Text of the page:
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    Gender Affirming Care
    Read the story of ASCP Patient Champion Julie and learn about the role
    of laboratory testing in her gender affirming care.

What is assigned sex?

Assigned sex is the sex that infants are assigned at birth based on the appearance of their external anatomy. They are assigned either “male” or “female” and an M or F is put on their birth certificate. However, sex is complex and cannot be fully defined by anatomy. Approximately 1.7% of people are born intersex, meaning they do not have reproductive or sexual anatomy that neatly fits the boxes of “male” and “female”

 

What is gender identity?

Gender identity is a person’s internal, deeply held knowledge of their own gender. Most people’s gender identity matches the sex they were assigned at birth. These people are cisgender. Transgender people identify as a gender that is different than the one that was assigned to them at birth. Some transgender people identify with a binary gender (“man” or “woman”). Others are nonbinary. Nonbinary is a term that covers a broad spectrum of labels and experiences outside of the binary gender categories of “man” and” woman”

 

What is gender expression?

Gender expression is the external manifestation of a person’s gender. This can include their name, clothing, appearance, and/or behavior and varies from culture to culture. Most transgender people align their gender expression to match their gender identity.

What is sexual orientation?

Sexual orientation is not the same as gender identity or gender expression. Sexual orientation is who a person is romantically, physically, and/or emotionally attracted to.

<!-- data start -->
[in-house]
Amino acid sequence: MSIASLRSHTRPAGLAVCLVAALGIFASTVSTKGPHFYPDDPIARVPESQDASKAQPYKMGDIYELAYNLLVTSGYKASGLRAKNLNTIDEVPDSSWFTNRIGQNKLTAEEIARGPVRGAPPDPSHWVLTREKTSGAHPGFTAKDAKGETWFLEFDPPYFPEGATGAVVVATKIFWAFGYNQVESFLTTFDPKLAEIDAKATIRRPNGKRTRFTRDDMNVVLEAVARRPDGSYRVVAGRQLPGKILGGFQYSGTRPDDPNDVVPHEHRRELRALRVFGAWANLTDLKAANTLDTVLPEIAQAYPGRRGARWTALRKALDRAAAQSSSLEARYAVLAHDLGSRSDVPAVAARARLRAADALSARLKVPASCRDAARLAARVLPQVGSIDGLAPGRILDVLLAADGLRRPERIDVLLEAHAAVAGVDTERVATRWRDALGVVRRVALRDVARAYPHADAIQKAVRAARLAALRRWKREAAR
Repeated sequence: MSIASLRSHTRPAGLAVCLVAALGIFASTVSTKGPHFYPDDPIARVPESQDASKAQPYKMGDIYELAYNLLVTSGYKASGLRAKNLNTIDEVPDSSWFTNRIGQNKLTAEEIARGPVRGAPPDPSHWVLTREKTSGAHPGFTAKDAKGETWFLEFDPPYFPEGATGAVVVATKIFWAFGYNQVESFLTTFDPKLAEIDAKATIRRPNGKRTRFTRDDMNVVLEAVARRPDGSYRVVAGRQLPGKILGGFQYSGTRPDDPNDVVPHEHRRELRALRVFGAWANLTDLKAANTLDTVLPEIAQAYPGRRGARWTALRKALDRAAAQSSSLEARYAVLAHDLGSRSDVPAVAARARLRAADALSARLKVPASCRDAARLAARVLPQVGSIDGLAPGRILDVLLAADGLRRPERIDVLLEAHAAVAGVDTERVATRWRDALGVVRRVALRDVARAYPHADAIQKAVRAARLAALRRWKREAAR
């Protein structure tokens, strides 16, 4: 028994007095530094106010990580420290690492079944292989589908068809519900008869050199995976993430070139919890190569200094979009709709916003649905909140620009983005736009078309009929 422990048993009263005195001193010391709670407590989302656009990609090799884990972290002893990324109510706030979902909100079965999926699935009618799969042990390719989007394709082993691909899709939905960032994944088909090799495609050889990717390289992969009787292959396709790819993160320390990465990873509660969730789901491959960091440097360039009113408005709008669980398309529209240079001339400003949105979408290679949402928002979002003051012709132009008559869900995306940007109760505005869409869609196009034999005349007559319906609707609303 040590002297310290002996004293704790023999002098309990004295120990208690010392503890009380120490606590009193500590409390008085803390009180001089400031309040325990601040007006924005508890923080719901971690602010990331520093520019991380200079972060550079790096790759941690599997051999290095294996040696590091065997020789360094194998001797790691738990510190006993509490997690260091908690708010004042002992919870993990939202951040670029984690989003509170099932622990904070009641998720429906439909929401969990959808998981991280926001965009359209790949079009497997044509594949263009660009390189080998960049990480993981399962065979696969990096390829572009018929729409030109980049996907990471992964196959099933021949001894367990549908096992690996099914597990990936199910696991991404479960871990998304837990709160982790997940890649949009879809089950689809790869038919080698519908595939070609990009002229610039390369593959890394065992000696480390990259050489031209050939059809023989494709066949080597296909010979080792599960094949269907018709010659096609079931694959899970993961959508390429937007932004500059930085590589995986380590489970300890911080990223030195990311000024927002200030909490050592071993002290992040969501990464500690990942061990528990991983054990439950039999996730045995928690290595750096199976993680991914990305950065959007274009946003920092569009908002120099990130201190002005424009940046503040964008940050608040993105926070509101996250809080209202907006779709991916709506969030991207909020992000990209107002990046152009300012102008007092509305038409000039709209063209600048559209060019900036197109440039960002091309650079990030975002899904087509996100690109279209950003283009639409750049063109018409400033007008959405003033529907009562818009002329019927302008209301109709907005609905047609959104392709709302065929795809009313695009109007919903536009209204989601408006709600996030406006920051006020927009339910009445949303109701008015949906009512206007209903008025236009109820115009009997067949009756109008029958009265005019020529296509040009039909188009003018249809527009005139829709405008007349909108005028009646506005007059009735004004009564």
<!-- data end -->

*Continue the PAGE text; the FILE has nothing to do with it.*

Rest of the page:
What is gender dysphoria?

Gender dysphoria is the psychological distress caused by a mismatch between a person’s gender identity and their sex assigned at birth. Many, but not all, trans people experience gender dysphoria. To combat gender dysphoria, many transgender individuals pursue gender affirming care. Gender affirming care can include medical affirmation such as hormonal treatments and puberty suppression and/or surgical affirmation such as breast augmentation, facial feminization surgery, or phalloplasty (surgical creation of a penis).

Julie’s Story

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Julie (She/her/They/Them/Siya) is a clinical lab technologist and humanitarian aid worker. When she was 24, started her medical transition while living in the Philippines. She was unable to find a gender affirming provider, so she started self-medicating hormone therapy. Hormone Therapy affects organ systems throughout the body and needs to be closely monitored through routine blood tests. Since Julie worked in a clinical laboratory, she was able to monitor her hormone levels and organ function.

After she moved to the United States, Julie was able to find an endocrinologist to manage her care. It was challenging to find someone who was trauma informed with experience with trans patients, and she often had to advocate for herself and ask for specific tests that she knew were affected by her treatment.

When Julie first began hormone therapy, she got monthly blood tests to monitor her treatment. Now that she and her doctors have found treatment that works for her, she gets annual blood tests to monitor her hormones and organ function.

“The lab saves my life every time that rainbow of draw tubes is collected to check if my organs are functioning well with all the medications I am taking with hormone treatment.”

Professionally, Julie is a passionate advocate for making the lab a more trans affirming space. She emphasizes that the lab is an essential part of the tool kit of care but can do more harm than good. It can be incredibly hurtful for a patient to be misgendered during a blood draw or have the wrong gender marker on their medical record.

“We need to connect the gap between having a compassionate laboratory, a holistic provider and a well aware patient.”

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Hear Julie on the Inside the Lab Podcast Season 1 Episode 12 on Transgender Pathology